Whatever the case, the contemporary knowledge of embryology contradicts the classic notion in opposition to direct animation (and thus humanisation), a notion according to which the human embryo is said to begin its development as a coagulate of blood, that is to say as a non-living being, and thus a being that is not animated. Contemporary embryology confirms the view which holds that the human embryo, from conception, is a biologically human living being. To this should be added the fact that from conception the development of the embryo takes place in an autonomous, co-ordinated, continuous and gradual way. There are no caesuras in the successive process of development as there could be if there intervened during the course of the development of the embryo another mechanism of co-ordination or integration of the life of the embryo, to be interpreted as a moment when the embryo truly becomes a human individual by receiving a spiritual dimension.
Genetics has discovered the mechanism of this development of the embryo: beginning with conception the embryo is guided by the genome, the conception constitutes the result of the fusion of the chromosomes of the ovule with the chromosomes of the spermatozoon. Knowing that the genome is the most important foundation of the biological identity of a human being, we can ask ourselves what indications genetics can provide, in addition to the indications provided by embryology, to hold that the human embryo is a human person from fertilisation. In other words: is the presence of a fundamental biological identity conceivable without there being present the spiritual dimension that makes the embryo a human person?
The answer to this question depends on the anthropology that is taken as the point of departure. A dualistic anthropology such as identity theory identifies the human person with the mind or the human spirit. From this point of view, the presence of a biologically human being in itself does not imply the presence of a human person. A certain biological development can and must take place before the biological human being becomes a human person with a mind or human spirit. The physical/biological dimension is not seen as an intrinsic dimension of the human person.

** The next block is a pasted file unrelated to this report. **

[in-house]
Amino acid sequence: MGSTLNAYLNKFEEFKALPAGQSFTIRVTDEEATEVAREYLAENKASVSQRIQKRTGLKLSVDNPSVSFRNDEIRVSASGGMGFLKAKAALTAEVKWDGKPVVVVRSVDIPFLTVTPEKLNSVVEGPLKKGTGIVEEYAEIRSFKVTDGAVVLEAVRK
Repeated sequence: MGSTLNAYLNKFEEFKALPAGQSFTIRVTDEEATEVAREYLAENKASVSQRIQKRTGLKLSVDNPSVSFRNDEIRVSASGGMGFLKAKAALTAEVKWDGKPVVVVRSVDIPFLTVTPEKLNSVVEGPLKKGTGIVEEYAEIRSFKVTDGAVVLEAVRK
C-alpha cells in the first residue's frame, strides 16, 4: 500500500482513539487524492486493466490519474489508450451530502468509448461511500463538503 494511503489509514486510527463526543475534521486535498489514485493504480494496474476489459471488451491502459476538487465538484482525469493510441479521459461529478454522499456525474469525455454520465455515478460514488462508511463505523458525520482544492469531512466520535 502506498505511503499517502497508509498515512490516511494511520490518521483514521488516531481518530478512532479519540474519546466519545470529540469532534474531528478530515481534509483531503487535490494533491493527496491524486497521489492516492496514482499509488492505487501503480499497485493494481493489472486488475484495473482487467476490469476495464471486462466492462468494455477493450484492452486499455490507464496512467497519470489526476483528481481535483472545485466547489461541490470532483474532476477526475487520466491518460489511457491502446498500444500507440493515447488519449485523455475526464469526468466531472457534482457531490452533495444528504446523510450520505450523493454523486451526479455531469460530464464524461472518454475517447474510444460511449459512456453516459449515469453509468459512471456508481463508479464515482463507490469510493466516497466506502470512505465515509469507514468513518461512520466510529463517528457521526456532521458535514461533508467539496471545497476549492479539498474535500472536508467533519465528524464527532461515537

According to the doctrine of the Church, which sees the human spirit (the soul) as the substantial (or better subsistent) form of the human individual, both the human spirit and the body are intrinsic dimensions of the human person. The genome as the deepest biological foundation of the body has, therefore, an intrinsic ‘role’ as regards the specific identity of man as an ‘embodied spirit’. Within this framework it is difficult to think of a stage in the development of the human embryo when the spiritual dimension does not exist, whereas the material dimension of the specific identity of man, or at least the biological-genetic identity, is already present. It is difficult to think this above all else because the human genome, as has already been observed in this paper, guides a development that is biologically human that is gradual, continuous and co-ordinated and which does not involve some caesura that could be indicated as the moment when a principle of truly human life, that is to say spiritual subsistent form, from that moment on takes on the guidance of further development.
The numeric identity
This argument also applies to the numeric identity, that is to say the identity by which human persons are distinguished from each other. In reading in a newspaper of the death of ten people because of a train crash I come to know about the generic character, the specific identity, of the victims, that is to say that they are human beings. In fact, however, they are individuals who, in having their own numeric identity, actualise this generic identity in a different way. In essential terms, the numeric identity means that this concrete individual with his or her own characteristics is a human person, independently of the state of his or her development, of his or her physical perfection, of his or her success or his or her defects. The numeric identity, at least from the external angle, can differ considerably during the various different stages of life. The cause of this is that the numeric identity depends upon the material/biological dimension of the human person.